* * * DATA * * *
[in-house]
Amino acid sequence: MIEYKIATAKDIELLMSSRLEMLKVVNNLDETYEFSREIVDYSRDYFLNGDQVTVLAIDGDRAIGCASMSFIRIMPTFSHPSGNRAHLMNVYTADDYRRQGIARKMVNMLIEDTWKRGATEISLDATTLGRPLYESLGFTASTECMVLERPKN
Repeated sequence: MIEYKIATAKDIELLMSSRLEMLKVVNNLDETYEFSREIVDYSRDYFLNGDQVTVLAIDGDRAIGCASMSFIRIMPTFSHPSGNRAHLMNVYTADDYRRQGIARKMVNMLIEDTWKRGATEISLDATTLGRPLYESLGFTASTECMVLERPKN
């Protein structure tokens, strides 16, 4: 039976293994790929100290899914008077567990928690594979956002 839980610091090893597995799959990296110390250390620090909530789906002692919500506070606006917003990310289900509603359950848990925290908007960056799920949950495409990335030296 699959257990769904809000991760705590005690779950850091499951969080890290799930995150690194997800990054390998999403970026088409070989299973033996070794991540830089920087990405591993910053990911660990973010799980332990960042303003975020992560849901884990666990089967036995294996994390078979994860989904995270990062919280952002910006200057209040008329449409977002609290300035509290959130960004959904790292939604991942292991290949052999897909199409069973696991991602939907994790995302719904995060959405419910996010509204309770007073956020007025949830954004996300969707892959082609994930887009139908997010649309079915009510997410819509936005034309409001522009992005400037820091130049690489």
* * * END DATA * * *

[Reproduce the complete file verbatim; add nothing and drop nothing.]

[in-house]
Amino acid sequence: MIEYKIATAKDIELLMSSRLEMLKVVNNLDETYEFSREIVDYSRDYFLNGDQVTVLAIDGDRAIGCASMSFIRIMPTFSHPSGNRAHLMNVYTADDYRRQGIARKMVNMLIEDTWKRGATEISLDATTLGRPLYESLGFTASTECMVLERPKN
Repeated sequence: MIEYKIATAKDIELLMSSRLEMLKVVNNLDETYEFSREIVDYSRDYFLNGDQVTVLAIDGDRAIGCASMSFIRIMPTFSHPSGNRAHLMNVYTADDYRRQGIARKMVNMLIEDTWKRGATEISLDATTLGRPLYESLGFTASTECMVLERPKN
């Protein structure tokens, strides 16, 4: 039976293994790929100290899914008077567990928690594979956002 839980610091090893597995799959990296110390250390620090909530789906002692919500506070606006917003990310289900509603359950848990925290908007960056799920949950495409990335030296 699959257990769904809000991760705590005690779950850091499951969080890290799930995150690194997800990054390998999403970026088409070989299973033996070794991540830089920087990405591993910053990911660990973010799980332990960042303003975020992560849901884990666990089967036995294996994390078979994860989904995270990062919280952002910006200057209040008329449409977002609290300035509290959130960004959904790292939604991942292991290949052999897909199409069973696991991602939907994790995302719904995060959405419910996010509204309770007073956020007025949830954004996300969707892959082609994930887009139908997010649309079915009510997410819509936005034309409001522009992005400037820091130049690489």